Letting big diameter rigid steam pipes bend as the front power unit pivots would soon result in pipe failure. You don’t want to have steam jetting at you at 300 pounds per square inch pressure.

The design engineers created a ball-joint in the pipe. It's a spherical two-piece casting that’s flexible yet fits together snugly to make a steam-tight joint.

Steam power on farm

Into my father’s time as a young farmer, farmers used steam power on their farms. Often the farmers in the neighborhood threshing ring jointly owned the steam engine used to power the thresher.

I remember my father telling how, as a kid, he held the lantern while his Uncle Louis tinkered inside the firebox inspecting for problems or making repairs. Obviously, the only fire that was in the firepot at the time was the fire in the kerosene lantern that Pa was holding.

The old-timers didn’t have sophisticated ways to test the boilers. Here’s how Dad explained it: At the front end of threshing season, Uncle Louis would put all the water in the boiler that it could hold. Next, he’d build a small fire in the firepot to slowly build the pressure up.

If a leak occurred, it would release a stream of hot water, rather than scalding hot steam. Pressure would soon drop. That was much less hazardous than having thousands of cubic feet of high-pressure steam coming at you.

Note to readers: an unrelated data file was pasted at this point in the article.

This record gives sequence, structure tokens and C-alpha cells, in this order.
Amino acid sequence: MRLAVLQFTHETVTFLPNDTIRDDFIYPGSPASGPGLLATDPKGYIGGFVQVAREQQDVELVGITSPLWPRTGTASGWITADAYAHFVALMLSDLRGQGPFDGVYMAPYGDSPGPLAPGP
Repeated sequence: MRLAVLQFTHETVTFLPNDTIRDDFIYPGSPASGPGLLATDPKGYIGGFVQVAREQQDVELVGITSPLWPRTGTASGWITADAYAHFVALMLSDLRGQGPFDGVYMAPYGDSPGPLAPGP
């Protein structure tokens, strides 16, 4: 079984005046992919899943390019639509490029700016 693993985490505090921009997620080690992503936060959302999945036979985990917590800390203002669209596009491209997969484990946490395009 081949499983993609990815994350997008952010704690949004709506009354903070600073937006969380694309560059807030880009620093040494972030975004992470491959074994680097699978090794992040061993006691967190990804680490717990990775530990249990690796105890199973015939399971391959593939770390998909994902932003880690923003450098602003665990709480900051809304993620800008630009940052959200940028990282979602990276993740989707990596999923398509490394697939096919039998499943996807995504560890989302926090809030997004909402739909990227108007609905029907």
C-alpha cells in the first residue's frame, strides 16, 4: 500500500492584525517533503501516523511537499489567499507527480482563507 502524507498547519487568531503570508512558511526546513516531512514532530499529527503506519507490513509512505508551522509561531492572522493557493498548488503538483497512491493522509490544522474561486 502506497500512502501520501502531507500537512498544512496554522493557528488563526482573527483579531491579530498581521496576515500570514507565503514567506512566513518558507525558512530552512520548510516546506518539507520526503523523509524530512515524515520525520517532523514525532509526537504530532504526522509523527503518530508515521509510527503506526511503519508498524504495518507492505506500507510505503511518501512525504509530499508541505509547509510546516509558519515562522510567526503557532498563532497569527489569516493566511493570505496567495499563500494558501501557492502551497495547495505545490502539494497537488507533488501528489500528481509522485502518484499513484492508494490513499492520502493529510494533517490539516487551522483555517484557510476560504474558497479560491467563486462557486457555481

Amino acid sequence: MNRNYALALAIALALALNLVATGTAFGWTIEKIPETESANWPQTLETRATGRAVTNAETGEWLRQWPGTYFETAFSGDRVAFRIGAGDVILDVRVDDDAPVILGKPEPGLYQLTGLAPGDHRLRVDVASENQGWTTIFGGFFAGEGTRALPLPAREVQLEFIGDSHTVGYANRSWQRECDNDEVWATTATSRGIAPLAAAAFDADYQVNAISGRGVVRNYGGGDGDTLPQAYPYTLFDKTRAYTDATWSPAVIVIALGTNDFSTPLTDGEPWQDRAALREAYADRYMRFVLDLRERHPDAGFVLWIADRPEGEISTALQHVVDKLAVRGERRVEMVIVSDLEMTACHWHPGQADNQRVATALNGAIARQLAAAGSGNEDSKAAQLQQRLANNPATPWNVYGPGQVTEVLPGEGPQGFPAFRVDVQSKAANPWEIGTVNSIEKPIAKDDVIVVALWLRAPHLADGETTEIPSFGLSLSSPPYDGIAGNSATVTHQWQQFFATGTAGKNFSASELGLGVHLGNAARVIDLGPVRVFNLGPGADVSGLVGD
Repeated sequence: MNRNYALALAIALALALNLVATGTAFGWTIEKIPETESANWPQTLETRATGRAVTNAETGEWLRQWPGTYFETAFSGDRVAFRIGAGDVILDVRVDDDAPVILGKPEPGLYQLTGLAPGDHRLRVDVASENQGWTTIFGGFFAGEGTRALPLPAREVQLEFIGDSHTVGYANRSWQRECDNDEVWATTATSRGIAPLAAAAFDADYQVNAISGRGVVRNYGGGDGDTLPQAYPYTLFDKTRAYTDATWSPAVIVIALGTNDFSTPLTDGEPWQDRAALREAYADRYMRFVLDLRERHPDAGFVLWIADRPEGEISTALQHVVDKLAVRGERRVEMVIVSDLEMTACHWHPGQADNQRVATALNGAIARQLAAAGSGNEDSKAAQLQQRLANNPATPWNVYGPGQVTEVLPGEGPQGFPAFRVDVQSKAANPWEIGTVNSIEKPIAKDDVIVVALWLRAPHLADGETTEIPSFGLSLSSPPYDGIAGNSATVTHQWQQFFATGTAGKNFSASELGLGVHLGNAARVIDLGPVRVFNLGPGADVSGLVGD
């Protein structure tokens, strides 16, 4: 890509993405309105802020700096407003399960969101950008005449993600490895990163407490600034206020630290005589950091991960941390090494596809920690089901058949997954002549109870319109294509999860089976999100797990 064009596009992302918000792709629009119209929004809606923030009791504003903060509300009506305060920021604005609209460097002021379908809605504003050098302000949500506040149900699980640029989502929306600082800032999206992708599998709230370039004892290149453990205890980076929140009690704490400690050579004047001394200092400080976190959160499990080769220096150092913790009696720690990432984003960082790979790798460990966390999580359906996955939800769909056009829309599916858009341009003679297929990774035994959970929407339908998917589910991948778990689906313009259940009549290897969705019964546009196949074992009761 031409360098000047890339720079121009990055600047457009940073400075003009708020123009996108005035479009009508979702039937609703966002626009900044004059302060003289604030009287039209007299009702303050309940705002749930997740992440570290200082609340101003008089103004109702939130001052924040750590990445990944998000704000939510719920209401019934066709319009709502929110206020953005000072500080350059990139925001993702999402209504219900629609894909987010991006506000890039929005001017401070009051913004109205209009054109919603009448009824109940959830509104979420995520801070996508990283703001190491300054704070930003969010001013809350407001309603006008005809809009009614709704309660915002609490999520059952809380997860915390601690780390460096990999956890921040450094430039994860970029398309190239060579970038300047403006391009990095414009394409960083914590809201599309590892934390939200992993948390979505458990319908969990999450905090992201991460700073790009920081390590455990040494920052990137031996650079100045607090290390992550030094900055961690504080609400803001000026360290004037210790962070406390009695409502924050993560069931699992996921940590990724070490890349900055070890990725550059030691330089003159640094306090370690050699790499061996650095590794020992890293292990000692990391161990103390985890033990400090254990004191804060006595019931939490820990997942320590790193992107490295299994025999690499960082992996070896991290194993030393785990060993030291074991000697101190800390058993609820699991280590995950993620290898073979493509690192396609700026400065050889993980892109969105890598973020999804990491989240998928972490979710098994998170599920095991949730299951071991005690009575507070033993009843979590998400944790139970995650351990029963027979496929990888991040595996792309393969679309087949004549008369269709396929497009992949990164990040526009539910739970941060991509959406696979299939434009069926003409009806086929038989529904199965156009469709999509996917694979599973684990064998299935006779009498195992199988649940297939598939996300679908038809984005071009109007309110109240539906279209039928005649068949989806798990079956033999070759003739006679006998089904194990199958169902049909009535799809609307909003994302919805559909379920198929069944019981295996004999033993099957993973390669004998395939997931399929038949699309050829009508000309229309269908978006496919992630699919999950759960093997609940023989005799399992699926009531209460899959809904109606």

Steam engines relatively safe

My father could only recall two major mishaps with farm steam engines. In one, the crew had moved from one farm to another. They backed the steam engine into the belt that powered the thresher and started threshing. The gauge showed they had plenty of water in the boiler.

However, the gauge malfunctioned and gave an erroneous reading. The Occupational Safety and Health Act was still decades in the future. No OSHA inspection for that rig. The boiler had a lot less water than the farmers thought and was a lot hotter than they realized. When they started to pump in water, it instantly turned to steam. Pressure shot high. The bottom blew out of the front end of the boiler. The jet of steam shooting down at the ground caused the engine to flip over on its back. The engineer perished.

In the other incident, the crew was moving from one farm to another, and the steam engine was towing the water tank wagon followed by the thresher. The steam engine proved to be too heavy for a bridge. The back end fell through, followed by the water wagon. Again, the engineer perished. Pa said his name was Lowell Koteman.

A near-death experience

Pa maintained that way more farmers got maimed or killed dealing with bulls, horses and other livestock than ever got hurt with steam engines. He was living proof.

The house yard on the homeplace had a picket fence on two sides. The picket fence had a gate. The gate opened outward. It was open. The young lad who was to be my father was standing on the outside. A team of horses bolted from the drive-through granary. They came racing around the corner pulling a high-wheeled wagon.

When the team and wagon passed, the gate was no longer attached to the fence. Had my grandmother not grabbed her son by the shirt collar and snatched him back into the house yard, Rod Swoboda would not have me helping him write this story.